Clicky

Deeper Weekend 2014

Choose your favorite writer

  • Greg Kyte
    Greg Kyte
  • Jason Blumer
    Jason Blumer
  • Jon Lokhorst
    Jon Lokhorst
  • Melinda Guillemette
    Melinda Guillemette
  • Scott Kregel
    Scott Kregel

There’s nothing firm owners enjoy less than an awkward, difficult, honest conversation with a team member. Yet have them you must. There are times when one of your employees isn’t performing well, is behaving poorly, or is simply tap dancing on your last nerve. Usually, the team member provides no help in initiating these conversations, because he seems to be blissfully unaware that anything is amiss. You’re totally on your own. What should you do?

 

The answer is not to ignore the situation, no matter how expedient that may seem to you in the moment. You really do need to pull your head out of your spreadsheet and communicate, because a festering sore only gets uglier.

 

Here’s the good news: there are at least four things you can control in a hard conversation.

 

  1. Your mind. Get clear about your goals for the conversation by asking yourself three questions: What do I want for myself? What do I want for the other person? What do I want for our relationship? Be fully present, and listen deeply to what the other person has to say.
  2. Your mouth. Acknowledge the emotional nature of the conversation, both to yourself and the team member. Be specific about why you are meeting. Remember that your words as a leader are more powerful and memorable than you may realize. Choose them wisely.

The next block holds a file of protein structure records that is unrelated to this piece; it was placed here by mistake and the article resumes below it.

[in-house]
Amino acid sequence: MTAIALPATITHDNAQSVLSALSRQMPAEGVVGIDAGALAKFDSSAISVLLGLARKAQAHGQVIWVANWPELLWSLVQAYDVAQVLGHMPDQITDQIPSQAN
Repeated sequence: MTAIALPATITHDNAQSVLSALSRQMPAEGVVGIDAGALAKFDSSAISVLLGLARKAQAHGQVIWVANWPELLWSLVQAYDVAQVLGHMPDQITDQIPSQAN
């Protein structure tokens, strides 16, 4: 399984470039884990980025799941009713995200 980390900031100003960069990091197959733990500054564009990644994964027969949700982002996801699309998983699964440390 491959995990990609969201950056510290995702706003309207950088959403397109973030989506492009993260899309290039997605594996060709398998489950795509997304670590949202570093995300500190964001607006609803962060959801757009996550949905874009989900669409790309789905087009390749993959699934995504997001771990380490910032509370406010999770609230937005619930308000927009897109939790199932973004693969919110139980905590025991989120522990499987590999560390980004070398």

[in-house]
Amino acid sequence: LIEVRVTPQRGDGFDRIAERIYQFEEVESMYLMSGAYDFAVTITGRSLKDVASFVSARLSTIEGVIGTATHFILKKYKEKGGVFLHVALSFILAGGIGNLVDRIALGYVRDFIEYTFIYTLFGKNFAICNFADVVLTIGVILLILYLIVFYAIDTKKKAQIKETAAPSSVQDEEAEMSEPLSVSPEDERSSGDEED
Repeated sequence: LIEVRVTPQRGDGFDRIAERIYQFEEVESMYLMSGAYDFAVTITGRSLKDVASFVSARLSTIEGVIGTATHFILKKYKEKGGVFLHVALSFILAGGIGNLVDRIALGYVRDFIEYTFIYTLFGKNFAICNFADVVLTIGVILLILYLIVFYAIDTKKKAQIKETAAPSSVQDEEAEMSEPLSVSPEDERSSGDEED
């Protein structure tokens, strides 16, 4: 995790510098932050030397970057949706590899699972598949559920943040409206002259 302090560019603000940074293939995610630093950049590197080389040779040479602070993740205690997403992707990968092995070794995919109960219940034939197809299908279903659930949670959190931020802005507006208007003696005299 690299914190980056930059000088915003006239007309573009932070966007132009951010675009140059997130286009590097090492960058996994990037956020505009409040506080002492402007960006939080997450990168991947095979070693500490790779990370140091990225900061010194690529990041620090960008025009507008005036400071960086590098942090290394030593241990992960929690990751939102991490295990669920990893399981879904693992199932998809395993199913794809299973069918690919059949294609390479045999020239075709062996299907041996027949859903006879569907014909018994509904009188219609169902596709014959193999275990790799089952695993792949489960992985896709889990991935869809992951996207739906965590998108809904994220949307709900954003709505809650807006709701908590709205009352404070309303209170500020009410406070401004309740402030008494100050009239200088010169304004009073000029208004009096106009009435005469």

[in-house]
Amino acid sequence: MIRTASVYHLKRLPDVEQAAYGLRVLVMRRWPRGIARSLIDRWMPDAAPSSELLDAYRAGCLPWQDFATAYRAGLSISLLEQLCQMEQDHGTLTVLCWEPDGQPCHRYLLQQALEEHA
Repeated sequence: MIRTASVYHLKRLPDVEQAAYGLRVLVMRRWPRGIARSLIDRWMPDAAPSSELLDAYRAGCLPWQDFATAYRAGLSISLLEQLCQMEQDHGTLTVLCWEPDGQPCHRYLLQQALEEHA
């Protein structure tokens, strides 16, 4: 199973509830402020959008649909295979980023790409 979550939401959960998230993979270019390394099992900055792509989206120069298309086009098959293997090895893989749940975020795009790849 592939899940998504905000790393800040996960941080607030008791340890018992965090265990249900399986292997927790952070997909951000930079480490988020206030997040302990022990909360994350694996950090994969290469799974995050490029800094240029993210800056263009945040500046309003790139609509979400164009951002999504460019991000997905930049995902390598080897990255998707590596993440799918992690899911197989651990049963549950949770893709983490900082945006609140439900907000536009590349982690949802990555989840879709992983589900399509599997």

3. Your emotions. Whether you react on the fly or choose to respond with wisdom, kindness, and clarity is always up to you. If you can view a hard conversation as a search for understanding and agreement on next steps, you’ll be more comfortable than if you simply unload your negativity and desire to scold the other person.
  4. The circumstances. As the person initiating the talk, you can set the timing and the place. You’ll want to handle the issue promptly, but not when emotions are charged or your energy is low. If you’re meeting in person, reduce the physical space between you and the team member; sitting closer to someone increases your chance of truly connecting with them. If you’re virtual, at least lean in toward the camera so they can see you clearly. And for Pete’s sake, don’t try to have a hard conversation by email, text, or IM.

 

When you know one of these conversations needs to happen, take a step back to get some perspective, then take a deep breath. Then take the leap. Hard conversations will never be easy, and probably shouldn’t be. While their end result is not guaranteed, you can increase your possibility of success by giving thought and heart to your approach.

 

Melinda is Thriveal’s Community Group Facilitator. She believes that creating a happy environment at work is not just a noble goal: it’s smart business. After nearly a dozen years as a marketing director for an Albuquerque CPA firm, election to the Association of Accounting Marketing Hall of Fame, and another dozen years on her own, Melinda long ago adopted CPAs as her tribe. Using humor, directness, and clarity, she shows professionals how to understand what they really want. Then she helps them get it. 

Category:
Leadership, Personal Growth
Comments:
1
  • On 03-23-2018 at 11:18 pm, Barbara Gilner said:

    Great advice for any relationship: work or play. I like your brevity in the article. The ideas are straight forward and inspiring. I will think of them in my next “difficult” conversation.

    Reply

Join the party and leave a comment